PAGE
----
School of Medicine
Showing 1-10 of 30 Results
Angelle Desiree LaBeaud
Associate Professor of Pediatrics (Infectious Diseases) and, by courtesy, of Health Research and Policy (Epidemiology) at the Lucile Salter Packard Children's Hospital
Current Research and Scholarly InterestsArthropod-borne viruses are emerging and re-emerging infections that are spreading throughout the world. Our laboratory investigates the epidemiology of arboviral infections, focusing on the burden of disease and the long-term complications on human health. In particular, Dr. LaBeaud investigates dengue, chikungunya, and Rift Valley fever viruses in Kenya, where outbreaks cause fever, arthritis, retinitis, encephalitis, and hemorrhagic fever. Our main research questions focus on the risk factors for arboviral infections, the development of diagnostic tests that can be administered in the field to quickly determine what kind of arboviral infection a person has, and the genetic and immunologic investigation of why different people respond differently to the same infection. Our long-term goals are to contribute to a deeper understanding of arboviral infections and their long-term health consequences and to optimize control strategies to prevent these emerging infections. Our laboratory also investigates the effects of antenatal and postnatal parasitic infections on vaccine responses, growth, and development of Kenyan children.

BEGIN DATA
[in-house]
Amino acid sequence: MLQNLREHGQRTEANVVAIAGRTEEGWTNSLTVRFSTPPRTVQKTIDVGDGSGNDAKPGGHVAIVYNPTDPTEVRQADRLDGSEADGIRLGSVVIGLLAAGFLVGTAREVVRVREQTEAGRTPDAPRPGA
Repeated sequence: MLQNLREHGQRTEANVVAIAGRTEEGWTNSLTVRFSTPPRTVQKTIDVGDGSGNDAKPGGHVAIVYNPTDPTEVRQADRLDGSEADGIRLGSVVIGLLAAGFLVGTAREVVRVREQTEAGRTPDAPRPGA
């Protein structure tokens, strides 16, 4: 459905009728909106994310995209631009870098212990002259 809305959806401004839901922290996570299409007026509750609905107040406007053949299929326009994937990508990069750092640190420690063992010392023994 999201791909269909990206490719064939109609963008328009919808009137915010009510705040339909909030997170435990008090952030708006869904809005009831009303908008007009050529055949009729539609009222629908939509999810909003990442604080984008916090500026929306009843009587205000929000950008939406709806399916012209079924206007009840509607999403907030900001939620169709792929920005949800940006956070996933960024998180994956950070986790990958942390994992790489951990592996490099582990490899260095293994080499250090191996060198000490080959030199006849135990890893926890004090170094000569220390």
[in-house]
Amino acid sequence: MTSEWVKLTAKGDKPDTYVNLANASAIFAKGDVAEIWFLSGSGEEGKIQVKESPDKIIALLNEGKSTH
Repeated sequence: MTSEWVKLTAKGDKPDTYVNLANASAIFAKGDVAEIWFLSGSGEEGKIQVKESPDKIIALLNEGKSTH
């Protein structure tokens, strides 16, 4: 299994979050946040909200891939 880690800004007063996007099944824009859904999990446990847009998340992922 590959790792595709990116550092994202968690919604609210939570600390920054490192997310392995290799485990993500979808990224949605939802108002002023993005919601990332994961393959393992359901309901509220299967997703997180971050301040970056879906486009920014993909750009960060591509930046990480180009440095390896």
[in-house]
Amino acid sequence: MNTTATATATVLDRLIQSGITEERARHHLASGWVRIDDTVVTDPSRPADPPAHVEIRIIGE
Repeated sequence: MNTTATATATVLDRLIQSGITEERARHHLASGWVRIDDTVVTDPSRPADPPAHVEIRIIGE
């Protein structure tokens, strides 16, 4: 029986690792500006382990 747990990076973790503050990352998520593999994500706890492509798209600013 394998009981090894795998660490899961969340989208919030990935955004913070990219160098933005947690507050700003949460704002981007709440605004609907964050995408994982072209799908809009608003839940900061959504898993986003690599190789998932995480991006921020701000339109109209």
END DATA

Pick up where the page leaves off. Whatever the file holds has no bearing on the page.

My lab at Stanford supports the field work that is ongoing in Kenya, but we also have several projects that are based locally. We strive to improve diagnostics of arboviral infections and are using Luminex technology to build a new screening assay. We also have created a Luminex based platform to assess vaccine responses against multiple pathogens.
Norman J. Lacayo, MD
Associate Professor of Pediatrics (Hematology and Oncology) at the Lucile Salter Packard Children's Hospital